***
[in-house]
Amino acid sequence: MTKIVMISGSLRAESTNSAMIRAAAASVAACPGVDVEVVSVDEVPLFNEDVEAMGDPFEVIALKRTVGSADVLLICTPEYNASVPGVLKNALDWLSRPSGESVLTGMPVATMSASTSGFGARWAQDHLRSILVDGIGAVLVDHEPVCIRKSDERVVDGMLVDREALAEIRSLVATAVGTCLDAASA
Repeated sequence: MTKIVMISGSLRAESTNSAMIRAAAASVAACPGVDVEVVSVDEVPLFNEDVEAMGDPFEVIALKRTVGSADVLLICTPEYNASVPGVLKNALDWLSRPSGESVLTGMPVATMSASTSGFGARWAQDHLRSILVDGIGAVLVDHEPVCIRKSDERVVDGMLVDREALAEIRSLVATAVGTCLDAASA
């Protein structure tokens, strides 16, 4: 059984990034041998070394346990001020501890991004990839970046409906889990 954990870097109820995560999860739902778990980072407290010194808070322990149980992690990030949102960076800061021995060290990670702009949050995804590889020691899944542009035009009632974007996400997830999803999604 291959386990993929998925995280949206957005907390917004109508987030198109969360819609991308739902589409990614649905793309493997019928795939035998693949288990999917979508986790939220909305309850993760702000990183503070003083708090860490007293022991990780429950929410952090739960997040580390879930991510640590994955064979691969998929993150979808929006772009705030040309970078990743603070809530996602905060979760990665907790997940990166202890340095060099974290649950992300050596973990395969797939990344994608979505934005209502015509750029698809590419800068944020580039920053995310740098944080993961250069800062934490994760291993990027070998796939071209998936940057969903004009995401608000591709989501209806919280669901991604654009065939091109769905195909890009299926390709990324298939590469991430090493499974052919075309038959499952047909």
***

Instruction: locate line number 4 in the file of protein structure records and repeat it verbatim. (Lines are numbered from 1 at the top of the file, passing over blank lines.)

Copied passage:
């Protein structure tokens, strides 16, 4: 059984990034041998070394346990001020501890991004990839970046409906889990 954990870097109820995560999860739902778990980072407290010194808070322990149980992690990030949102960076800061021995060290990670702009949050995804590889020691899944542009035009009632974007996400997830999803999604 291959386990993929998925995280949206957005907390917004109508987030198109969360819609991308739902589409990614649905793309493997019928795939035998693949288990999917979508986790939220909305309850993760702000990183503070003083708090860490007293022991990780429950929410952090739960997040580390879930991510640590994955064979691969998929993150979808929006772009705030040309970078990743603070809530996602905060979760990665907790997940990166202890340095060099974290649950992300050596973990395969797939990344994608979505934005209502015509750029698809590419800068944020580039920053995310740098944080993961250069800062934490994760291993990027070998796939071209998936940057969903004009995401608000591709989501209806919280669901991604654009065939091109769905195909890009299926390709990324298939590469991430090493499974052919075309038959499952047909």